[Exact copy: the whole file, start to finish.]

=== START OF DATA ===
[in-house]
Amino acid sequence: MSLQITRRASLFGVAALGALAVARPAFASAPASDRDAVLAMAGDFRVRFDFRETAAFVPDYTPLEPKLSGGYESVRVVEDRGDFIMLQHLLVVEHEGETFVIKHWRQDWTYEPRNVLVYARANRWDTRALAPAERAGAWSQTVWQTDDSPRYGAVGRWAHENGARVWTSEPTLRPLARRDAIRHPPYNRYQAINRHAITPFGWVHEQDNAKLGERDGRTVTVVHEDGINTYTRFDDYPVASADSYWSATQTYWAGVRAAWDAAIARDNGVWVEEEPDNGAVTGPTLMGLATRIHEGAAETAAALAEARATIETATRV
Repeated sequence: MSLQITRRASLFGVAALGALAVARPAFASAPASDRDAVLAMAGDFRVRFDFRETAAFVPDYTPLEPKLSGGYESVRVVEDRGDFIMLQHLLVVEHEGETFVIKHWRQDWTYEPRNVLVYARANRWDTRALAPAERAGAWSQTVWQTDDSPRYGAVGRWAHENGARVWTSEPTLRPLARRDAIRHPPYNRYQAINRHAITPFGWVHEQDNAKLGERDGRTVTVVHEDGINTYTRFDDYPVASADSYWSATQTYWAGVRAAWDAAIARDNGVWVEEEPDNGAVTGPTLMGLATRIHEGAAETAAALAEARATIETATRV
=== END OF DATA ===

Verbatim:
[in-house]
Amino acid sequence: MSLQITRRASLFGVAALGALAVARPAFASAPASDRDAVLAMAGDFRVRFDFRETAAFVPDYTPLEPKLSGGYESVRVVEDRGDFIMLQHLLVVEHEGETFVIKHWRQDWTYEPRNVLVYARANRWDTRALAPAERAGAWSQTVWQTDDSPRYGAVGRWAHENGARVWTSEPTLRPLARRDAIRHPPYNRYQAINRHAITPFGWVHEQDNAKLGERDGRTVTVVHEDGINTYTRFDDYPVASADSYWSATQTYWAGVRAAWDAAIARDNGVWVEEEPDNGAVTGPTLMGLATRIHEGAAETAAALAEARATIETATRV
Repeated sequence: MSLQITRRASLFGVAALGALAVARPAFASAPASDRDAVLAMAGDFRVRFDFRETAAFVPDYTPLEPKLSGGYESVRVVEDRGDFIMLQHLLVVEHEGETFVIKHWRQDWTYEPRNVLVYARANRWDTRALAPAERAGAWSQTVWQTDDSPRYGAVGRWAHENGARVWTSEPTLRPLARRDAIRHPPYNRYQAINRHAITPFGWVHEQDNAKLGERDGRTVTVVHEDGINTYTRFDDYPVASADSYWSATQTYWAGVRAAWDAAIARDNGVWVEEEPDNGAVTGPTLMGLATRIHEGAAETAAALAEARATIETATRV